4. Martin and Katie enjoyed the God-given gifts of life and marriage unto the glory of God.

It’s a fun article. Be sure to read the whole thing.

A John 3:16 Valentine Message

My parents emailed me this neat little valentine this morning, so I thought I would pass it along to you.

For God so loVed the world
      That He gAve
            His onLy
                      That whoever
        Believes In Him
              Shall Not perish,
        But have Eternal life. (John 3:16)

Happy Valentine’s Day!

Related post: What Is Love?

Ruth Bell Graham – Poems

Update 1: The poem Ruth wrote at 13 about the man she would someday marry is found in comment #4 below.

Update 2: The poem “Home Address” has been added to the comments below.

Update 3: Free commemorative book of Ruth’s poems – click here for more information.

Noel Piper shares the following poems from Ruth Graham over at the Desiring God blog. They are both from Ruth’s book Footprints of a Pilgrim.

The first poem is about choosing to love through the difficult times when Billy would have to leave her and the children to go on the road.

without clinging;
if you must—
but privately cry;
the heart will adjust
to the newness of loving
in practical ways:
and cooking
and sorting out clothes,
all say, “I love you,”
when lovingly done.

without clinging;
if you must—
but privately cry;
the heart will adjust
to the length of his stride,
the song he is singing,
the trail he must ride,
the tensions that make him
the man that he is,
the world he must face,
the life that is his.

without clinging;
if you must—
but privately cry;
the heart will adjust
to being the heart,
not the forefront of life;
a part of himself,
not the object—
his wife.


The second poem is about losing a loved one and reflects what the Graham family must be experiencing right now with the loss of Ruth.

A house
is not the same
when she who made it home
is gone;
it looks
as it has always
and yet
There is an emptiness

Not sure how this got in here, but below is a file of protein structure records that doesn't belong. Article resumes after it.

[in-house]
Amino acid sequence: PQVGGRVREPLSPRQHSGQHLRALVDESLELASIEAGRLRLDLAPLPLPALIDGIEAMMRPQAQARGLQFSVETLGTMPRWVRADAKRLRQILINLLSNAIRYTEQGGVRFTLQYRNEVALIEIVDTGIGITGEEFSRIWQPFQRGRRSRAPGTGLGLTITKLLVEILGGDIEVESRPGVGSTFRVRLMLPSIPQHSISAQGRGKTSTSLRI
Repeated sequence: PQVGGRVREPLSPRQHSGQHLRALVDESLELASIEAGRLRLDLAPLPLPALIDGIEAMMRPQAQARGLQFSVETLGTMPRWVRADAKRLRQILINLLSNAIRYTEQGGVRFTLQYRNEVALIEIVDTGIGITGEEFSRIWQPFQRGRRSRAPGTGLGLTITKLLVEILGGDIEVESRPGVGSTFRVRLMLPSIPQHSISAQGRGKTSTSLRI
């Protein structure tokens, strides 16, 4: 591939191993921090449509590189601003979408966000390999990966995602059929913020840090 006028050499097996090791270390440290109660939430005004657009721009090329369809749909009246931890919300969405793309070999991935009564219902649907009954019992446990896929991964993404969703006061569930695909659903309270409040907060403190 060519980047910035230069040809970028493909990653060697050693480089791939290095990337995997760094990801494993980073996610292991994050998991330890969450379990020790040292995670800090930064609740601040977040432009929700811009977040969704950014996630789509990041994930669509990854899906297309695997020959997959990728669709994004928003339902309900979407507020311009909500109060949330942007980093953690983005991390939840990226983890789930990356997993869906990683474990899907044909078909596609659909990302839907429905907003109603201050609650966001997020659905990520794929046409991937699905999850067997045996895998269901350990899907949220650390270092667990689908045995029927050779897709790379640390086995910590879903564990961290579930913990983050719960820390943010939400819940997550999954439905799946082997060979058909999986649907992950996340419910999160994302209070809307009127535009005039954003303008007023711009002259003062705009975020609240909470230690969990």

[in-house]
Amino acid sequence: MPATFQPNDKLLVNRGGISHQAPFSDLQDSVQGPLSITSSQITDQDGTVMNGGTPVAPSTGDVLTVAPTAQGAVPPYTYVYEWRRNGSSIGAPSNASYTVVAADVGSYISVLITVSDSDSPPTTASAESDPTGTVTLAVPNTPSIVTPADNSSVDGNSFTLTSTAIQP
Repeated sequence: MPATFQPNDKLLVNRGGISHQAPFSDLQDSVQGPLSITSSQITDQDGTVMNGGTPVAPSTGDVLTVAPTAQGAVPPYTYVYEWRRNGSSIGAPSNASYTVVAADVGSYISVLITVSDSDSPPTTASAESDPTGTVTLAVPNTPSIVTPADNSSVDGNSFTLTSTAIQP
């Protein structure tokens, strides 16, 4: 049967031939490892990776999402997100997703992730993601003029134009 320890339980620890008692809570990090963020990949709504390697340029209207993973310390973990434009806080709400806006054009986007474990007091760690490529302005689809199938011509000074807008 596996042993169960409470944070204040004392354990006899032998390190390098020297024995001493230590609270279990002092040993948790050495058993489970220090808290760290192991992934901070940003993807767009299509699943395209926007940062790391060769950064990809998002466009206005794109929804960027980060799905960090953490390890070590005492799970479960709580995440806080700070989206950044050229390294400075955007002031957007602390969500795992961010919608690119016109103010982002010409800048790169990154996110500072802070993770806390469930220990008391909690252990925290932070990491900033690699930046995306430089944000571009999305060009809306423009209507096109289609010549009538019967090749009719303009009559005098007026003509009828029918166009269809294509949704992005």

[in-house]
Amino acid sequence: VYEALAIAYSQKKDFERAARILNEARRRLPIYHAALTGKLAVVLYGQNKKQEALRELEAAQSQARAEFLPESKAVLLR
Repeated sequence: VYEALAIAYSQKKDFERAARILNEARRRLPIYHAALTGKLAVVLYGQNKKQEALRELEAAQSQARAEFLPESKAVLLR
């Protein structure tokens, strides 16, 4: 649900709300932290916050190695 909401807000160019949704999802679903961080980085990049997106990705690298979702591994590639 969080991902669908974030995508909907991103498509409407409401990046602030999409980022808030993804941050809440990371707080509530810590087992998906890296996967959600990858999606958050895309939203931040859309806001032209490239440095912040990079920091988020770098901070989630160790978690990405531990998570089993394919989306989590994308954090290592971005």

a silence
where her chuckle was.
From now on
it is me alone
who once was “us.”

Related articles:

Luv is a Verb

I was never a big DC Talk fan, but as a youth pastor in the 1990’s I got to hear plenty of their music. One song the youth played all the time was “Luv is a Verb,” off of the Free at Last CD.

This song came back to haunt me last week as I prepared the message for Sunday morning from 1 Corinthians 13:4-7. This is the famous passage in the Bible where Paul gives an extended description of love.

Although many of the descriptive words read as adjectives in our English Bibles, they are all verbs in the original Greek. The love Paul is talking about is not primarily something you feel but something you do. We may not always be able to control our feelings, but we can control our actions. Love is something that you choose to do or not to do. Luv is a verb.

DC Talk rap:
Back in the day there was a man
Who stepped out of Heaven and he walked the land
He delivered to the people an eternal choice
With a heart full of luv and the truth in His voice
Gave up His life so that we may live
How much more luv could the Son of God give?
Here is the example that we oughtta be matchin’
Cause luv is a word that requires some action.

Hey, tell me haven’t ya heard?
Luv, is a serious word
Hey, I think it’s time ya learned
I don’t care what they say
I don’t care care what ya heard
The word luv, luv is a verb

(Excerpt from “Luv is a Verb” by DC Talk)